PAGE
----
Smartphone app to manage haemophilia treatment

22 July 2010

FactorTrack is a free mobile application that helps make it easier to track and record haemophilia factor VIII infusions.

Produced by Bayer HealthCare, Pharmaceuticals FactorTrack captures dosing history, frequency and locations of bleeds.

It allows people with haemophilia A to customize their infusion schedule based on their prescribed regimen, view their infusion history and, with an Internet connection, display an alert when it's time for the next infusion. It also gives patients the option of emailing infusion and bleed history to themselves or their healthcare team if email is configured on their device. Further, FactorTrack links people with haemophilia A to educational tools and online resources.

Any person who treats his or her bleeds with factor VIII infusions can use FactorTrack, regardless of the specific product or therapy. For those on a prophylaxis (preventive) regimen, the application offers a reminder system to help make it easier to remember when to infuse. For those who infuse factor VIII on demand (when needed), the application serves as a diary to record bleeds and infusions.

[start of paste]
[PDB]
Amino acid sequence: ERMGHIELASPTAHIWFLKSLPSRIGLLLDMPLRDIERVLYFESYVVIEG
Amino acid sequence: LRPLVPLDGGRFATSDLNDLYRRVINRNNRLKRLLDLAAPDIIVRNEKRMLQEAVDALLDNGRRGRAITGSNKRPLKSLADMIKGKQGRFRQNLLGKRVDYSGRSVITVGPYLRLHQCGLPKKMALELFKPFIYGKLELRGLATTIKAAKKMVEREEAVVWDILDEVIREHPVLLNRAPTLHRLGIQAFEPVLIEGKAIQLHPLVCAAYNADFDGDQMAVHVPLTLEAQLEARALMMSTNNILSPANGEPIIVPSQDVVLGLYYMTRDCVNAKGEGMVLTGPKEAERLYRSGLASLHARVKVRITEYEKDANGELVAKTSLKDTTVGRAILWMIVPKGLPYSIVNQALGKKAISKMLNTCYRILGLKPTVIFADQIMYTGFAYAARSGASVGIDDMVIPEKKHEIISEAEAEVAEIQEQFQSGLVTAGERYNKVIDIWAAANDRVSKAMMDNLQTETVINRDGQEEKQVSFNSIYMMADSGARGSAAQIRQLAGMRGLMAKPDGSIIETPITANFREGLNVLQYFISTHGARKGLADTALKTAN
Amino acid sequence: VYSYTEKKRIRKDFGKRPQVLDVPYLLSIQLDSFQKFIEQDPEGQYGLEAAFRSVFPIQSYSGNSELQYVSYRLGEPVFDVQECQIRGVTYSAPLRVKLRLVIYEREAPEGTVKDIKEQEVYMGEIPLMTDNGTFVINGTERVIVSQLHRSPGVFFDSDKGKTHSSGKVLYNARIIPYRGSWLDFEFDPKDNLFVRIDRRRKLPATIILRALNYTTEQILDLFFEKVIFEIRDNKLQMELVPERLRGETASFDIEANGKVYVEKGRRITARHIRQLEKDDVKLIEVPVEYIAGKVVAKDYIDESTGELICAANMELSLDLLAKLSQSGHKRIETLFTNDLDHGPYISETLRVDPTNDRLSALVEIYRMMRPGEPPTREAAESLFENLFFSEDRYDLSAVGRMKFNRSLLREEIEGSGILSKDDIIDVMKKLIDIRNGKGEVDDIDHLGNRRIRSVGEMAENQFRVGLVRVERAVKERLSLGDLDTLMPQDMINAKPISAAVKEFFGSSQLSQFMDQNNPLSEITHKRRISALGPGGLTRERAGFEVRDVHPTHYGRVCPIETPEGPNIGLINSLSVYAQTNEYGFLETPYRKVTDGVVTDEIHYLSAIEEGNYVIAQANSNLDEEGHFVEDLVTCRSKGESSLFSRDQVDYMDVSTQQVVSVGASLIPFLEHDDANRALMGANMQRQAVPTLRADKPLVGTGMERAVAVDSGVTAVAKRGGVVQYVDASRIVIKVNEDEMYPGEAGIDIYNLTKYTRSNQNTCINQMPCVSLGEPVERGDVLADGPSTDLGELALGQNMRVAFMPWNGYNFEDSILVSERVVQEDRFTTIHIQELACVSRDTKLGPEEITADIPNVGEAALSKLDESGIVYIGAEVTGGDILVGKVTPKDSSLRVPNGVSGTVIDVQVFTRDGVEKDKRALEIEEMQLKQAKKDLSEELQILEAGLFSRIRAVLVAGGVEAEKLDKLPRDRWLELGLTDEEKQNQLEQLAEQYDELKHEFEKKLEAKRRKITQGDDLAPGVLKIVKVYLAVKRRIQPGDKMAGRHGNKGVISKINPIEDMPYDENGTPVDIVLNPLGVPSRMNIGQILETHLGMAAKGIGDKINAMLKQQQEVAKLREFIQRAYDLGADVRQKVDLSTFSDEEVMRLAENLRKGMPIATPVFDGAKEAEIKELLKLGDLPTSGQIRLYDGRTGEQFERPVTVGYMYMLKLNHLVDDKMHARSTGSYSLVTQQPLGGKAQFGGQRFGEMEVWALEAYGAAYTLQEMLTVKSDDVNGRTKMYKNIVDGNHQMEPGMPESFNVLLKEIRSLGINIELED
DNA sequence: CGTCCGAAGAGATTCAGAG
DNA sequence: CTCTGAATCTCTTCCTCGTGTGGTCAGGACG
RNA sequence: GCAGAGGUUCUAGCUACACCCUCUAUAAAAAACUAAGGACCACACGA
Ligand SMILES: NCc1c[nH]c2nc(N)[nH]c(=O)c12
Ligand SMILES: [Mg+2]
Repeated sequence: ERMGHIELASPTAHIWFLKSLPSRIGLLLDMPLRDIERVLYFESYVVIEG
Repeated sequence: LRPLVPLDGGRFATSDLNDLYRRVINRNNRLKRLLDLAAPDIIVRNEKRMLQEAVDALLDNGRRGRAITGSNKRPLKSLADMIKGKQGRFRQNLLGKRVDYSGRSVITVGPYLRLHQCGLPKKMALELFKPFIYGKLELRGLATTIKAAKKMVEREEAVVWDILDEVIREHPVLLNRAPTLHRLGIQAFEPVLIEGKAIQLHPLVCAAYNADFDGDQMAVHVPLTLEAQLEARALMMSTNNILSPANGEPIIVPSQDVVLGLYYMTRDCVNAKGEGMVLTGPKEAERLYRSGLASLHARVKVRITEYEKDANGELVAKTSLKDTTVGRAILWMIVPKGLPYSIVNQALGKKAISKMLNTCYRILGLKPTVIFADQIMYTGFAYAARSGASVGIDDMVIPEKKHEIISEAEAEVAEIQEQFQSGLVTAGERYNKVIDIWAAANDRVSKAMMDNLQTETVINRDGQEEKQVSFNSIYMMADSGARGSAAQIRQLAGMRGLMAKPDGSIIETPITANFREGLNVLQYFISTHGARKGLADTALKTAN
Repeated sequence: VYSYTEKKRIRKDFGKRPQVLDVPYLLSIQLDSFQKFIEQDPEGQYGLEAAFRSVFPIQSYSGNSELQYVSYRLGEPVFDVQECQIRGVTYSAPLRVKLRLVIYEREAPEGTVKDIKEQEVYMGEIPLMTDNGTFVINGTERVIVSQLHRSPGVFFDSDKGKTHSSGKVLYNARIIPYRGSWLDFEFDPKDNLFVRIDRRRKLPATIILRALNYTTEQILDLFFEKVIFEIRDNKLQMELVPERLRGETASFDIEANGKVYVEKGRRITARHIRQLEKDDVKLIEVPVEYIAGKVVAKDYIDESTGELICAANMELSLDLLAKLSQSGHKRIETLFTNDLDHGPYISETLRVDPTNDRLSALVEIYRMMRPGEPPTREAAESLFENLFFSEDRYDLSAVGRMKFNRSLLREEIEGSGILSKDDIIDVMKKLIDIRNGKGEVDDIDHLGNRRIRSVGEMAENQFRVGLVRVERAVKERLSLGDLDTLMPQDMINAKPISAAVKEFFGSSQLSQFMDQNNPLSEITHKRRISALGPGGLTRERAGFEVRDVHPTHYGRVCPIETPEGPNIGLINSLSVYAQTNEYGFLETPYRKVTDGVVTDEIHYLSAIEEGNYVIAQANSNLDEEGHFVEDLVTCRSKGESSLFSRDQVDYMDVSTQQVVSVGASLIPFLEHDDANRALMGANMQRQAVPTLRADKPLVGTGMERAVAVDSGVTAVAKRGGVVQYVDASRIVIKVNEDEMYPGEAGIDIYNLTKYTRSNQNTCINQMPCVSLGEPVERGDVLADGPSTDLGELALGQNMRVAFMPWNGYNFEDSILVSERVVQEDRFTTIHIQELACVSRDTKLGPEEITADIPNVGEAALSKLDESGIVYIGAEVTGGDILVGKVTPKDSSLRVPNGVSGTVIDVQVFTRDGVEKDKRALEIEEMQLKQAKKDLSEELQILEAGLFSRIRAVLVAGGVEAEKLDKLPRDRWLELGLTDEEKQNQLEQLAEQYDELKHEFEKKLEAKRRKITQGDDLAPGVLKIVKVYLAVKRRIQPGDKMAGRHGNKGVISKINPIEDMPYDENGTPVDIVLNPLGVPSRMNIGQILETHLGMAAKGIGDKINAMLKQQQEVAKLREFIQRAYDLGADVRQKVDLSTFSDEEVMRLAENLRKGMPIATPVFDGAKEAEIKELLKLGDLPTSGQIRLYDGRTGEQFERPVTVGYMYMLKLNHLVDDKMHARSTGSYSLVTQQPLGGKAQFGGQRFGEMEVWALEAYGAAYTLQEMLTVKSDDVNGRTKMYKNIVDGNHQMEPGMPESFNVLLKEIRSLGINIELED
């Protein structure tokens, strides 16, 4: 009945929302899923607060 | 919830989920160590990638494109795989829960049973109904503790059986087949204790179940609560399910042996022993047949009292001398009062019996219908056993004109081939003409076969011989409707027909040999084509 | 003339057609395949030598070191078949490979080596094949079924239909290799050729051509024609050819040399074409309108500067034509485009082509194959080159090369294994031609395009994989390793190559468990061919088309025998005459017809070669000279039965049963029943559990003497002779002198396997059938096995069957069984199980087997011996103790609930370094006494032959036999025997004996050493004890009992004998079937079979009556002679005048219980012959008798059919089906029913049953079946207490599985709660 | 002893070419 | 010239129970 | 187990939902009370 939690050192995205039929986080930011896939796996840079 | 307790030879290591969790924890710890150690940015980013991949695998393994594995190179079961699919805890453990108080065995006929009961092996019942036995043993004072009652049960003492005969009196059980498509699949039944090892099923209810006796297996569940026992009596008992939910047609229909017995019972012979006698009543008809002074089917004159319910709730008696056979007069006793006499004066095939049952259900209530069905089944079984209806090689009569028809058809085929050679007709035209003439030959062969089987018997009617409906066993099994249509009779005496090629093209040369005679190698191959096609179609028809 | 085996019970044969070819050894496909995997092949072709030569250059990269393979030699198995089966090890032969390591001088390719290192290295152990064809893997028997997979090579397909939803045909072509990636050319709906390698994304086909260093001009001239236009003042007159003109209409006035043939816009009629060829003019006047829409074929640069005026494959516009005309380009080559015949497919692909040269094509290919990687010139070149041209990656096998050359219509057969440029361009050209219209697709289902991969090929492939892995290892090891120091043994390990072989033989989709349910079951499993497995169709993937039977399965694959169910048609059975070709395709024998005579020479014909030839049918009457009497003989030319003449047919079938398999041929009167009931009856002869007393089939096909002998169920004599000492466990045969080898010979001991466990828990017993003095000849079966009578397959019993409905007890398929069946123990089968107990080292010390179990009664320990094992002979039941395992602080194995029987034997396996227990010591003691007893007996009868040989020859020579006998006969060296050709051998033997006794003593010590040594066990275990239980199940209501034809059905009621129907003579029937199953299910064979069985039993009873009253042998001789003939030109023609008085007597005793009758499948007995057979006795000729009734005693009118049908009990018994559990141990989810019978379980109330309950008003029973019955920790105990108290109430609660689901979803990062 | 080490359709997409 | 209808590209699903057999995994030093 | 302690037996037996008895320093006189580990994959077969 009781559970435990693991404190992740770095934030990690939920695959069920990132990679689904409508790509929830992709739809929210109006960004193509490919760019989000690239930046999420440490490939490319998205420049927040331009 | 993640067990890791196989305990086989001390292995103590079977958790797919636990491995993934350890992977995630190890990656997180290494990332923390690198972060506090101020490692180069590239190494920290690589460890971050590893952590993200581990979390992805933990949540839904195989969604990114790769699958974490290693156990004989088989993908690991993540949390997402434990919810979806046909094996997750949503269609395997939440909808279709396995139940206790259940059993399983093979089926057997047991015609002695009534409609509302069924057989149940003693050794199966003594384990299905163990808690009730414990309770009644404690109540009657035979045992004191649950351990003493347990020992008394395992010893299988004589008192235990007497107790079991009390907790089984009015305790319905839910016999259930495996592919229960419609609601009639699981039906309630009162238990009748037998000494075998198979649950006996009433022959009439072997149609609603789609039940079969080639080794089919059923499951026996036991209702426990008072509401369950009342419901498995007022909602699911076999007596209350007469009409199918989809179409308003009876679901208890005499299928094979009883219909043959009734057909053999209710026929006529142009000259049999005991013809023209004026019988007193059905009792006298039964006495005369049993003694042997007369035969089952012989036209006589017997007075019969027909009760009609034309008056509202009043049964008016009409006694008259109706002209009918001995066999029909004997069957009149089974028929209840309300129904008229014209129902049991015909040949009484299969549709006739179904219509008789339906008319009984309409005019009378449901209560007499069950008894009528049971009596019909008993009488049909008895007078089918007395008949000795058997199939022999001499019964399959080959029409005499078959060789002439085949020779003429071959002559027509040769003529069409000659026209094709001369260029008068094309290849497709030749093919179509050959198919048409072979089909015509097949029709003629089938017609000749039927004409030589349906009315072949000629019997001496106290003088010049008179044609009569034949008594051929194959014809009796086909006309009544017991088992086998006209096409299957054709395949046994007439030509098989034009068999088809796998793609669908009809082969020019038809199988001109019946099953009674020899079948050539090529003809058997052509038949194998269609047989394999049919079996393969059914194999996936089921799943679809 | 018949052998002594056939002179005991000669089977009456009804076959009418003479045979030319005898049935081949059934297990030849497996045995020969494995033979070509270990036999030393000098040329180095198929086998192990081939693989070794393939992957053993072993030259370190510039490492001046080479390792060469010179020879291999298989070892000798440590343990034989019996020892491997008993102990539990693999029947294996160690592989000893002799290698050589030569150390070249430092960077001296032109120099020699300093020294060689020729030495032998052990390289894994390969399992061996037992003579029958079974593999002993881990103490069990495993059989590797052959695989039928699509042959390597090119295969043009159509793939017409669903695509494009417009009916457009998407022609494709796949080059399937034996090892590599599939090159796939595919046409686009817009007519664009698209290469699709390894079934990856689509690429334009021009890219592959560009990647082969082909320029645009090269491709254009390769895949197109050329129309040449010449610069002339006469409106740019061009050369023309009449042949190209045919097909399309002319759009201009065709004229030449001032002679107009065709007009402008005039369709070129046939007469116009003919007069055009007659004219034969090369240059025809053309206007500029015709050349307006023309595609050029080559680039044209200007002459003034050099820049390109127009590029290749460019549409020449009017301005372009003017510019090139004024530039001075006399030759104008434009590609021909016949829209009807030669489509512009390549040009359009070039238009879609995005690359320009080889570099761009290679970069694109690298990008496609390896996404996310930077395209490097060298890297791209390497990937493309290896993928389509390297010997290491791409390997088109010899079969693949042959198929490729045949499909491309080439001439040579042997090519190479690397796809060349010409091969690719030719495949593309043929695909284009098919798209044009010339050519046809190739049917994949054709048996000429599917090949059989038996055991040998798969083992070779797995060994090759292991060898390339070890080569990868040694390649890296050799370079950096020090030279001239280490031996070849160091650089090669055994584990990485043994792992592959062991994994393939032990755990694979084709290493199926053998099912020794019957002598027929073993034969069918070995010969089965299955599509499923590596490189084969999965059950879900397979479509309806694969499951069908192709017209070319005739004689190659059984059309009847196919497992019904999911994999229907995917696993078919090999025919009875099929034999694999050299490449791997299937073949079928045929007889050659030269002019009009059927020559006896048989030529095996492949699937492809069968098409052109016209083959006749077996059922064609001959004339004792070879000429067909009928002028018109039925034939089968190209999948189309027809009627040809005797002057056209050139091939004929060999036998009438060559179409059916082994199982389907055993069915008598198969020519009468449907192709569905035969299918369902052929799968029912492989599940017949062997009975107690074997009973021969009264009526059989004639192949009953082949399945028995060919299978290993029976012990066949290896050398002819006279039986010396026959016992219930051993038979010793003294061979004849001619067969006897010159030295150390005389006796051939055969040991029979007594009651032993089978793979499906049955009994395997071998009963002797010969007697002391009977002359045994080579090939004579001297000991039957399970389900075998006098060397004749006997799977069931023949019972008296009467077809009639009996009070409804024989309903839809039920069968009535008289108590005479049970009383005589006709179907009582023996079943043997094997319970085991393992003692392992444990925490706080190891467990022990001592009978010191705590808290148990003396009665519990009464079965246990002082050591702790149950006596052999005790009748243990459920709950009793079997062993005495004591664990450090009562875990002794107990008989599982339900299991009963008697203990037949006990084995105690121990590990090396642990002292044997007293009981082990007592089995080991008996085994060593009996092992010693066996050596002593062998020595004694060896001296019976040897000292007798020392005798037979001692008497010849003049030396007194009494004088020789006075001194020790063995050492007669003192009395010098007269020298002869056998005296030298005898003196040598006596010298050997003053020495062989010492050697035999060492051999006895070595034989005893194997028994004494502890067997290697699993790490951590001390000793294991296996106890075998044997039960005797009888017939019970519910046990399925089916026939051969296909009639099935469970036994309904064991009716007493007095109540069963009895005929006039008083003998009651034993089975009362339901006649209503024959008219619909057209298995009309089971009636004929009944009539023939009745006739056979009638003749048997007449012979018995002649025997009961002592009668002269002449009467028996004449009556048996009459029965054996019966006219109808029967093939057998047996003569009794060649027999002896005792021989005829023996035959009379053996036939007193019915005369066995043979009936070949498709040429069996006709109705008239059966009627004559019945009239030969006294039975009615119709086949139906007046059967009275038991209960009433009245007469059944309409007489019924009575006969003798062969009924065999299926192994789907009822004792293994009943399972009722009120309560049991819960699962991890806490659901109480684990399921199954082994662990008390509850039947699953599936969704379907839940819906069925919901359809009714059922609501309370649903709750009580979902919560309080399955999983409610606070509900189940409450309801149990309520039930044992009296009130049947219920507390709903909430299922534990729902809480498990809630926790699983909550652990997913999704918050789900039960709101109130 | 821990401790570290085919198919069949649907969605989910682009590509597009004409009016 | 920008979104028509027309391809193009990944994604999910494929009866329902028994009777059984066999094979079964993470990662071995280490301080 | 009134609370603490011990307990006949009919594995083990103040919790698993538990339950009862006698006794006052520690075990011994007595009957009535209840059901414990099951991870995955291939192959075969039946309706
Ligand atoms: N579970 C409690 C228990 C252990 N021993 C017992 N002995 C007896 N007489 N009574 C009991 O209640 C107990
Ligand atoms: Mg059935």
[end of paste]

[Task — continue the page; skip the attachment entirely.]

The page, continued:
"FactorTrack is the latest innovation from Bayer that illustrates our ongoing commitment to helping enhance the lives of people who live with bleeding disorders," said Paul Bedard, vice president and general manager, Hematology, Bayer HealthCare Pharmaceuticals Inc. "We worked alongside the haemophilia community, physical therapists and physical educators to develop the application in response to the needs of people with haemophilia A."

Designed to be compatible with a number of smart phone platforms, FactorTrack is available already on an iPhone, iPod touch or iPad. It will be made available on other smart phones and the Web.

People can get information about downloading FactorTrack by going to

About Haemophilia A

Haemophilia A, also known as factor VIII deficiency or classic haemophilia, is largely an inherited bleeding disorder in which one of the proteins needed to form blood clots in the body is missing or reduced. Haemophilia A, the most common type of haemophilia, is caused by deficient or defective blood coagulation proteins, known as factor VIII. Haemophilia A is characterized by prolonged or spontaneous bleeding, especially into the muscles, joints, or internal organs. Approximately one in 5,000 males born in the United States has haemophilia.

To top